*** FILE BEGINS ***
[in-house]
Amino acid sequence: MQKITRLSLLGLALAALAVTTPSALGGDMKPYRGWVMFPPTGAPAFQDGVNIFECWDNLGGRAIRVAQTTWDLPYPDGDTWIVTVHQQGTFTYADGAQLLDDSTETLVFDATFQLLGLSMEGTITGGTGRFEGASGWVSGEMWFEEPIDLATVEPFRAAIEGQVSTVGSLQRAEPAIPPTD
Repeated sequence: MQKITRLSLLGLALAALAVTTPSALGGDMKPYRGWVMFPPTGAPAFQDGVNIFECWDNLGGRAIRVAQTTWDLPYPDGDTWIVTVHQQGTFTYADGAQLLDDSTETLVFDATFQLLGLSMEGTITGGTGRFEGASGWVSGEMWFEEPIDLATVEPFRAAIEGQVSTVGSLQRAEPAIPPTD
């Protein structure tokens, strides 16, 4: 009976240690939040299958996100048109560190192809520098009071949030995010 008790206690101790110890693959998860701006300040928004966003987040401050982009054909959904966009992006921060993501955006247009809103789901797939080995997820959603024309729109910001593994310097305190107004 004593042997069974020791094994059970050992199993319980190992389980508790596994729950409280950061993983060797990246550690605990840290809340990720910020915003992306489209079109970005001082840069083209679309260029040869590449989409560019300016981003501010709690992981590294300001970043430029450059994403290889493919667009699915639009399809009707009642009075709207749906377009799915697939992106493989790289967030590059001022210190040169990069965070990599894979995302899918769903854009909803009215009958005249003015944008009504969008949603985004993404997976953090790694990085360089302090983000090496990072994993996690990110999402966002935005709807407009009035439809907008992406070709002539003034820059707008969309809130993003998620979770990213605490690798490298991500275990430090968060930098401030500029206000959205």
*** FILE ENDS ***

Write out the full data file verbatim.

[in-house]
Amino acid sequence: MQKITRLSLLGLALAALAVTTPSALGGDMKPYRGWVMFPPTGAPAFQDGVNIFECWDNLGGRAIRVAQTTWDLPYPDGDTWIVTVHQQGTFTYADGAQLLDDSTETLVFDATFQLLGLSMEGTITGGTGRFEGASGWVSGEMWFEEPIDLATVEPFRAAIEGQVSTVGSLQRAEPAIPPTD
Repeated sequence: MQKITRLSLLGLALAALAVTTPSALGGDMKPYRGWVMFPPTGAPAFQDGVNIFECWDNLGGRAIRVAQTTWDLPYPDGDTWIVTVHQQGTFTYADGAQLLDDSTETLVFDATFQLLGLSMEGTITGGTGRFEGASGWVSGEMWFEEPIDLATVEPFRAAIEGQVSTVGSLQRAEPAIPPTD
């Protein structure tokens, strides 16, 4: 009976240690939040299958996100048109560190192809520098009071949030995010 008790206690101790110890693959998860701006300040928004966003987040401050982009054909959904966009992006921060993501955006247009809103789901797939080995997820959603024309729109910001593994310097305190107004 004593042997069974020791094994059970050992199993319980190992389980508790596994729950409280950061993983060797990246550690605990840290809340990720910020915003992306489209079109970005001082840069083209679309260029040869590449989409560019300016981003501010709690992981590294300001970043430029450059994403290889493919667009699915639009399809009707009642009075709207749906377009799915697939992106493989790289967030590059001022210190040169990069965070990599894979995302899918769903854009909803009215009958005249003015944008009504969008949603985004993404997976953090790694990085360089302090983000090496990072994993996690990110999402966002935005709807407009009035439809907008992406070709002539003034820059707008969309809130993003998620979770990213605490690798490298991500275990430090968060930098401030500029206000959205």